Star Trek Guide

How Star Trek: Lower Decks Responds to Final Space

Star Trek has been producing TV shows, books, comics and more since the 1960s, making it one of the longest running and most prolific science-fiction properties of all time. With the recent launch of the new series Star Trek: Lower Decks, the franchise has jumped into the world of animation, but Lower Decks has a familiar feel to it, especially if one is a fan of Final Space.

Created by Olan Rogers, Final Space debuted in February 2018 and has two seasons in the bag so far, with a third  on the way in 2021. The highly serialized series tells the story of Gary Goodspeed as he serves out his prison sentence aboard Galaxy One. Over time, he makes a group of friends that accompany him on the ship, as well as KVN. The motley crew gets drawn into a greater battle between good and evil, and at the core of everything is the mystery of Final Space and what solving it means to reality itself.

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The brilliance of the show is how well it balances the high stakes battle the crew is engaged in with the comedy created by the ridiculous and engaging characters. The overall narrative that plays out over both seasons is about family, redemption and sacrifice, themes that are likely to continue throughout Season 3. It's all combined into one incredible show that has already garnered an ever growing fan base. The minds behind Lower Decks might be fans, as well.

Episode 1 of Star Trek: Lower Decks recently debuted, setting the table for the rest of the series. Set in the 24th Century around the time of Star Trek: The Next Generation, Lower Decks focuses on the less talked about crew laboring on the lower decks of the USS Cerritos in the shadow of the bridge officers. Toiling in obscurity, they operate by their own set of rules and try to make the best out of being in space.

Keeping in mind that the only episode out so far was building the basics of the world and introducing the characters, reviews from critics have been middling to say the least. So far, the big issue appears to be that Lower Decksdoesn't seem to have its own identity. Again, it seems a little early to make a claim like that considering it's one episode in but there's actually a point to be made. It might not be the one critics intended, but there is a conversation to be had about the show's relationship with Final Space.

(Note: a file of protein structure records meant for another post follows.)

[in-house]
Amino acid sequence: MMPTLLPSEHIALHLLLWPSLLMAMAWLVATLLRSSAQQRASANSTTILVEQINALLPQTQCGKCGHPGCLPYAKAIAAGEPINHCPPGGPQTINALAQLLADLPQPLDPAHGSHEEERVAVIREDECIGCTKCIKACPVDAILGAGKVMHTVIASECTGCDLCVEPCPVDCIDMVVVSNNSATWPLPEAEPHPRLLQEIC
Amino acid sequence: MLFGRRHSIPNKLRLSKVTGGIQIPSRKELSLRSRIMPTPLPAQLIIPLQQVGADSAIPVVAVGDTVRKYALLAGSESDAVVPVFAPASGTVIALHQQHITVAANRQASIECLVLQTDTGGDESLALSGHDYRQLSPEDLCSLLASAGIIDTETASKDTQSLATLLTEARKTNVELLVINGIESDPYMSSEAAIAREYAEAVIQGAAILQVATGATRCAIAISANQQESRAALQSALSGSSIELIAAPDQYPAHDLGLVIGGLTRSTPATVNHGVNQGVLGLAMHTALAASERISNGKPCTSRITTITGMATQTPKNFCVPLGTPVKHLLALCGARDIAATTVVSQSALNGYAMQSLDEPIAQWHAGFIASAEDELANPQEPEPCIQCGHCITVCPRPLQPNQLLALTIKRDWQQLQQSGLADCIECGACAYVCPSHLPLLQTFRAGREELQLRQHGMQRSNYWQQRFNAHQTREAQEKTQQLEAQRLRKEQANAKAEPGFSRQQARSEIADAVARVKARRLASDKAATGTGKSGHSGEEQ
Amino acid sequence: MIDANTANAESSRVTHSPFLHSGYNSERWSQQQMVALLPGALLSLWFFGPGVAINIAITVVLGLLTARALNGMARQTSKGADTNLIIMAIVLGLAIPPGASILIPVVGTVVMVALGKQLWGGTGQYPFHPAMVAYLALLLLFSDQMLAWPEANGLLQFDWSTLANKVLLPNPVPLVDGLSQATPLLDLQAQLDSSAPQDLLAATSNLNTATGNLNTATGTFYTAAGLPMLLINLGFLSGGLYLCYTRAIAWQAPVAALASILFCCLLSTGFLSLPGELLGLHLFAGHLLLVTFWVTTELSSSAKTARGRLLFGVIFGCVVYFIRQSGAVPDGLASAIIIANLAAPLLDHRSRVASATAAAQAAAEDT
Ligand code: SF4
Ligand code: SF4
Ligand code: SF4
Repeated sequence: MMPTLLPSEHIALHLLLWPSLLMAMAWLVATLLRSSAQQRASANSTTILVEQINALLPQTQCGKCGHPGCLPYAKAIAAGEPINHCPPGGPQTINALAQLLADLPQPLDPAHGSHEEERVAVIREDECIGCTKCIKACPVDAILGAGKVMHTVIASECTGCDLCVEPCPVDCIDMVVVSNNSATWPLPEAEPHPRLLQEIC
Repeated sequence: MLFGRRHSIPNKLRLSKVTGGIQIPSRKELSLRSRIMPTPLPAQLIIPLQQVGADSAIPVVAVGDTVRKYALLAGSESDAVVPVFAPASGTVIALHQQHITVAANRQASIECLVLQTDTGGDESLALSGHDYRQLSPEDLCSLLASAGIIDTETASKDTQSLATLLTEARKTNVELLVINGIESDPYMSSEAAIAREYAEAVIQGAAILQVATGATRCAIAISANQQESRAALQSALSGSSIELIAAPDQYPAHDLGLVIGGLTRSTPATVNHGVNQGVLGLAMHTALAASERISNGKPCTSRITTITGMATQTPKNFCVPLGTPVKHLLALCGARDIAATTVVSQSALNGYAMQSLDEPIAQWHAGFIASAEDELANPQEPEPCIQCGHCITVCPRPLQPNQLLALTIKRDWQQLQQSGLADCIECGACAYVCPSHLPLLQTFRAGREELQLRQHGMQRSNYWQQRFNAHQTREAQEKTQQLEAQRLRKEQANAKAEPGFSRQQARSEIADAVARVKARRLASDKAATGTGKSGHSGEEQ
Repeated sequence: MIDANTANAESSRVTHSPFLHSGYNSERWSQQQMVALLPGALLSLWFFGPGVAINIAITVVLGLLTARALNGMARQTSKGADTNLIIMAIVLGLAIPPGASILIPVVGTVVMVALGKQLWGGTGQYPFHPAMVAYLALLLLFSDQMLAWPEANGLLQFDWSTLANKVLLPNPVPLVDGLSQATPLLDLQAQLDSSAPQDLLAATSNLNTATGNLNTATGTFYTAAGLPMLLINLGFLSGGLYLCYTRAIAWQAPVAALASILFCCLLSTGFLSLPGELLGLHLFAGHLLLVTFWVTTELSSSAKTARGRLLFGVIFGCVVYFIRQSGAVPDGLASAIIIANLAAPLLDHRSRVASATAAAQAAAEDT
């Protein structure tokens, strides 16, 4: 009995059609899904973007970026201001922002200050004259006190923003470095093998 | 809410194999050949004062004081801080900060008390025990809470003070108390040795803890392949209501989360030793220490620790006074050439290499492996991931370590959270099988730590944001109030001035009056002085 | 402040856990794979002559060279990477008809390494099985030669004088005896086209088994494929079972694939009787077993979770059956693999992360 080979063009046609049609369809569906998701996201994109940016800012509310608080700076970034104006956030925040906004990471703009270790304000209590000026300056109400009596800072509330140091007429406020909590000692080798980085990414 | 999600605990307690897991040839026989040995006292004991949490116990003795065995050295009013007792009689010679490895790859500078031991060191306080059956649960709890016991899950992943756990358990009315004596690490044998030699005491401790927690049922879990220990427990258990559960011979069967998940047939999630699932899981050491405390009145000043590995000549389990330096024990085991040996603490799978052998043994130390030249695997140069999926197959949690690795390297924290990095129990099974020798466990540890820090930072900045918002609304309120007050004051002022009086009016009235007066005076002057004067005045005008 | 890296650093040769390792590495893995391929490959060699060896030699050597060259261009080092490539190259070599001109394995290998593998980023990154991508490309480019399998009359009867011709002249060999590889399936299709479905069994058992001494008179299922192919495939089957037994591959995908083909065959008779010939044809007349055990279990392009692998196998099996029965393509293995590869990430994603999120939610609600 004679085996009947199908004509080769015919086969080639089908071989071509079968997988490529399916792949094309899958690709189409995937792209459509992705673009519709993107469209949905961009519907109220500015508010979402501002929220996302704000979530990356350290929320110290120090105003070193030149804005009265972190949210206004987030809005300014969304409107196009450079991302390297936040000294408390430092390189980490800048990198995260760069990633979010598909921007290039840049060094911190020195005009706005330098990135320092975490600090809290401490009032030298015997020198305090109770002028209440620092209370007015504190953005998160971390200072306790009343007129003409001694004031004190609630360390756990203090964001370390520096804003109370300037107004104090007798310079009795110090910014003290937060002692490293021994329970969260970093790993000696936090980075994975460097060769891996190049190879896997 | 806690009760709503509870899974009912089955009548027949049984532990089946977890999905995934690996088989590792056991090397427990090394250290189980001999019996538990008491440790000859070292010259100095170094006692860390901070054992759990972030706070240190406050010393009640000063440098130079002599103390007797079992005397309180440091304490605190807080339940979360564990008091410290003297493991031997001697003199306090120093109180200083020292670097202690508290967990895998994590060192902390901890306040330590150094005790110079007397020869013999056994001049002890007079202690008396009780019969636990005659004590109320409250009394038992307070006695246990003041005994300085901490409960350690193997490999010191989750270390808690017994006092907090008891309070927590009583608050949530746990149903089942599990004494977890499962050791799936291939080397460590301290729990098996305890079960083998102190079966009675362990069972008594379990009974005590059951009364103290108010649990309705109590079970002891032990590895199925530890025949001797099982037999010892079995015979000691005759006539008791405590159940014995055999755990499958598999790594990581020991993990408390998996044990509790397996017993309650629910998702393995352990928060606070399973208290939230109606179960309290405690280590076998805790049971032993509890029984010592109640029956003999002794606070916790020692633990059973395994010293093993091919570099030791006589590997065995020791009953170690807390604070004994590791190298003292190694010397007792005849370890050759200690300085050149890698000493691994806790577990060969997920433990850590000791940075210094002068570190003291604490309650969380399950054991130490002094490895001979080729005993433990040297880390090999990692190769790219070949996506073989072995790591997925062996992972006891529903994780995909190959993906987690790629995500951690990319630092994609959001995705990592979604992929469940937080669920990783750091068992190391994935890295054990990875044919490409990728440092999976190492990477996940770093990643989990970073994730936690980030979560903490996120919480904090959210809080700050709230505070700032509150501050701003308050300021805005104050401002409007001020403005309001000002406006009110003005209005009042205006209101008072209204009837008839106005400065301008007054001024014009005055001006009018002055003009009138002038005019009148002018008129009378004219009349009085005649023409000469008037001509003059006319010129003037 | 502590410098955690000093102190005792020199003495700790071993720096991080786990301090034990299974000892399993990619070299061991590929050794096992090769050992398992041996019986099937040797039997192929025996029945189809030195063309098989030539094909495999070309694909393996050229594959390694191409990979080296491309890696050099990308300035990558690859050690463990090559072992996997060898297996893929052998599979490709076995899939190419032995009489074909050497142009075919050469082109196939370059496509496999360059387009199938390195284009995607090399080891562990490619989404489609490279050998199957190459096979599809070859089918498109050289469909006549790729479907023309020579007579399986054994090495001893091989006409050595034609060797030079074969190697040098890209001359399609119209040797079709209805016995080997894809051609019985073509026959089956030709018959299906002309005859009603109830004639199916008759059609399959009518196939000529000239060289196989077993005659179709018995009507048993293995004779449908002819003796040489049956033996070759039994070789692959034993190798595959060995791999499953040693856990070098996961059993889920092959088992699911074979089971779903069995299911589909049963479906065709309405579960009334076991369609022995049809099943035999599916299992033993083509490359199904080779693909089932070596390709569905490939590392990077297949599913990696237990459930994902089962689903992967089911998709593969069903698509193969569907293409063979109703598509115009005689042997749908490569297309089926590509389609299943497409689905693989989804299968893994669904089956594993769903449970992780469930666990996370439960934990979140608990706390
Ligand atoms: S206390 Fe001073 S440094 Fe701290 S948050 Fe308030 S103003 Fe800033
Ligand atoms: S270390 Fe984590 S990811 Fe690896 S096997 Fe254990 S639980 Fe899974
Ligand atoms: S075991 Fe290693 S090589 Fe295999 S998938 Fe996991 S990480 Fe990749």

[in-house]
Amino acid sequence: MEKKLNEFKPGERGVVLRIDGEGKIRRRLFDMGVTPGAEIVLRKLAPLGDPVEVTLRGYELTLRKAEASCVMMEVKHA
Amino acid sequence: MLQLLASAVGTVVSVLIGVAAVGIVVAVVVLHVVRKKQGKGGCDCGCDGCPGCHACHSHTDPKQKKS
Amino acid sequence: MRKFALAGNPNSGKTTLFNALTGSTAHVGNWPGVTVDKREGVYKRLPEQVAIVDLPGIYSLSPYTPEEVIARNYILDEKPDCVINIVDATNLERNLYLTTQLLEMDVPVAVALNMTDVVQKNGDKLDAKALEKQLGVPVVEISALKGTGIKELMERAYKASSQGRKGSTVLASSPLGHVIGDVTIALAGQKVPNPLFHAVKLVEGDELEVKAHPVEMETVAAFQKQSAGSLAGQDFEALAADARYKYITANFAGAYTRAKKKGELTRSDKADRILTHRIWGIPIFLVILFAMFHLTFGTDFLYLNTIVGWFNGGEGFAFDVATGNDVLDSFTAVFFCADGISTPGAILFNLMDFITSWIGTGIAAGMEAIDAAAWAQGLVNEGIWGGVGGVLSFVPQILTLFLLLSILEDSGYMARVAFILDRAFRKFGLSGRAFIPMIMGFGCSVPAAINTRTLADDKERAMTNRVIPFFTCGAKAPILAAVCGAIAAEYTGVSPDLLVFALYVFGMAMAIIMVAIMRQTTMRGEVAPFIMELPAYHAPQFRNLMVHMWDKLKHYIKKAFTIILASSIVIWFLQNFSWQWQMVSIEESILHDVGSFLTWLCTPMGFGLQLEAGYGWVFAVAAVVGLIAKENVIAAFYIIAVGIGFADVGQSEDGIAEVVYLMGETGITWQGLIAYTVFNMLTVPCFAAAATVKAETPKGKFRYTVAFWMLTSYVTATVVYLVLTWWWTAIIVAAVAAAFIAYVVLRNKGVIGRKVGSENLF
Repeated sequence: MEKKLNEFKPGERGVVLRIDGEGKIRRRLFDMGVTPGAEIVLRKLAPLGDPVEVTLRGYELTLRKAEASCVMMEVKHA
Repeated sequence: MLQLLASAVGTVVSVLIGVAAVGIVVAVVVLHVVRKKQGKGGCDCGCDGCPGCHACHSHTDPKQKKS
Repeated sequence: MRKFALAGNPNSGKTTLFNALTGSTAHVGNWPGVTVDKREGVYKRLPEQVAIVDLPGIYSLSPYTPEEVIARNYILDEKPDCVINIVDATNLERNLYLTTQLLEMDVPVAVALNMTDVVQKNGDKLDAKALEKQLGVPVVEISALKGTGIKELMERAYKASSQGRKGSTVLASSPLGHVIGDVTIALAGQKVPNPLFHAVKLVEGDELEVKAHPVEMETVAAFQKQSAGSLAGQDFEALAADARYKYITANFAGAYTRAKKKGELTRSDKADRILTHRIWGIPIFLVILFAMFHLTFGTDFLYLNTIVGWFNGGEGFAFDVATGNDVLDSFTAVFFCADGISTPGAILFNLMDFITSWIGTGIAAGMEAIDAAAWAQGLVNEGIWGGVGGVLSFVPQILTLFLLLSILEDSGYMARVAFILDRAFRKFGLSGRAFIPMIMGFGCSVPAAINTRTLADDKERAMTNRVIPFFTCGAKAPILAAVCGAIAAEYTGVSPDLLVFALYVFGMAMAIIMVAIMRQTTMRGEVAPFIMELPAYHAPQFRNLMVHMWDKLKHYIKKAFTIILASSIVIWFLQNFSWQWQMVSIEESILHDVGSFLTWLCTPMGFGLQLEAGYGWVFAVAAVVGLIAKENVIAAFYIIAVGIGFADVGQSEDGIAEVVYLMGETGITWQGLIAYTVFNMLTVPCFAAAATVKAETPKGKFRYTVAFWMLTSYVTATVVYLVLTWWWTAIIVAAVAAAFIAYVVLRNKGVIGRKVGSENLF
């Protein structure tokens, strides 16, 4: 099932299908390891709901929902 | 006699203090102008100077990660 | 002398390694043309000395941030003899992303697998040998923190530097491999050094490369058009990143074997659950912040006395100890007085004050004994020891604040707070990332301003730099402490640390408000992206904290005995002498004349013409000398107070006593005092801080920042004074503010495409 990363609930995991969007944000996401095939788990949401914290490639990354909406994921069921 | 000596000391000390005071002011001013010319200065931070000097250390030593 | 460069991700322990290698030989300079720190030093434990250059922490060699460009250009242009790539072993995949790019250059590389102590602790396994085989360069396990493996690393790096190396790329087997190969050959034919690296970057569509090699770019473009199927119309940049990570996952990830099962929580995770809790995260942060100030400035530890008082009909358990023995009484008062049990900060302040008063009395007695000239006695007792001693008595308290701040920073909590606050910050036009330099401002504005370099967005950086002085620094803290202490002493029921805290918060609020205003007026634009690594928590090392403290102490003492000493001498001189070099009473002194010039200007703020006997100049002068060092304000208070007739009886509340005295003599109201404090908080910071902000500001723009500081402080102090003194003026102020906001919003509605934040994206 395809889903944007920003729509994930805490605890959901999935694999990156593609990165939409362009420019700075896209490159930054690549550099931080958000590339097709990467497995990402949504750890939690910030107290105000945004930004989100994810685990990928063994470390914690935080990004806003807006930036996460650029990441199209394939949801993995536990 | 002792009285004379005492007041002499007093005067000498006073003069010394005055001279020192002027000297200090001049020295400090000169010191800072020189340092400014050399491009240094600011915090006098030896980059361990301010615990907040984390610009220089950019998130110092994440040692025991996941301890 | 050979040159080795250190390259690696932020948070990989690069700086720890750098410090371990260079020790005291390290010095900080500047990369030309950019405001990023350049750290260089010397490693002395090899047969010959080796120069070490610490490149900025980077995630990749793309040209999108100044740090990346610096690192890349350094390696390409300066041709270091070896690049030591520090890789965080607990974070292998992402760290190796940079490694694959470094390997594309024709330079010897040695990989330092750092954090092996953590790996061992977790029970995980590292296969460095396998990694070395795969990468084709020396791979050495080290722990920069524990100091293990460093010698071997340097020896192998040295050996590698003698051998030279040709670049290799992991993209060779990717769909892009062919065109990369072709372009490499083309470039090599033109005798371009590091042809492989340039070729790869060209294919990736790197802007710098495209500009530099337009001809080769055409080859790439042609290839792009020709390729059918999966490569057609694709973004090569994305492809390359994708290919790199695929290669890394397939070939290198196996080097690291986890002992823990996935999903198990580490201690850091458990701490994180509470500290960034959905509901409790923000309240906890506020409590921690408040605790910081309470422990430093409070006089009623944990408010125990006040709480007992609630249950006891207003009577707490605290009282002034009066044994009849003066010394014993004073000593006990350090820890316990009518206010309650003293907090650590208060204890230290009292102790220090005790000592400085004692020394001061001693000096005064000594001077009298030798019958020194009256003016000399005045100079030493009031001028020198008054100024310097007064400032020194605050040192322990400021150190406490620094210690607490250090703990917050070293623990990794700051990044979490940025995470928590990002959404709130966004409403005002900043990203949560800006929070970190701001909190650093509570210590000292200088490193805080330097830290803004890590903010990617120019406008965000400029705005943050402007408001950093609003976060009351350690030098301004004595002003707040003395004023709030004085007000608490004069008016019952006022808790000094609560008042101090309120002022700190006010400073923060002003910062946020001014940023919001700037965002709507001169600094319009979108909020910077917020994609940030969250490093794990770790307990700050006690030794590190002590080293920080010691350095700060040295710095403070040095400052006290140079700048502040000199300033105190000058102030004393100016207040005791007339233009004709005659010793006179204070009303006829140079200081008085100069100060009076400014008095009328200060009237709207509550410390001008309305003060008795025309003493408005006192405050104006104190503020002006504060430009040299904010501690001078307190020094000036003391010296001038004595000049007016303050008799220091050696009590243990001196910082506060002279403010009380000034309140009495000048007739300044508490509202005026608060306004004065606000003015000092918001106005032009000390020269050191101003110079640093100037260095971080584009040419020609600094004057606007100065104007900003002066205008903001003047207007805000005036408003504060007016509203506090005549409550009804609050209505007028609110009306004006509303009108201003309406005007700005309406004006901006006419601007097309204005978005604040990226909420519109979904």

The theme of family already plays a huge role in the series by the end of Episode 1. Each series is also a mix of comedy, action and drama; although it's hard to tell how serialized the story is going to be in Lower Decks this early on. The casts also mirror each other with several characters, most obviously seen in both shows featuring anthropomorphic cat characters.

Even looking at Lower Decks without knowing much about the story begs the question of the inspiration for the series. The animation isn't exactly the same as what fans see in Final Space, but there is still a resemblance that's hard to ignore. Admittedly, the evil version of the Federation that exists in Final Space took more than a little inspiration from Star Trek, so the influencing goes both ways, and a heritage franchise like Star Trek inevitably influences what comes after it.

Star Trek has struggled to be relevant for several years, particularly after the last couple of movies, but with the success of Discovery and Picard on CBS All Access and other streaming services, the door has been opened to more inventive uses of the franchise. To be relevant in the modern era of media, something that's been around this long has to take a look at what's working and why.

Ultimately, that's why there's no issue with Star Trek: Lower Decks taking a few cues from a show like Final Space, if it indeed has. Star Trek as a whole has been an influence on science-fiction since the first episode of The Original Series aired in 1966. No one is suggesting that Lower Decks is ripping off Final Space, but if the minds behind the new Star Trek series found some inspiration in it to drive the franchise, that can only be good for fans.

Source: www.cbr.com




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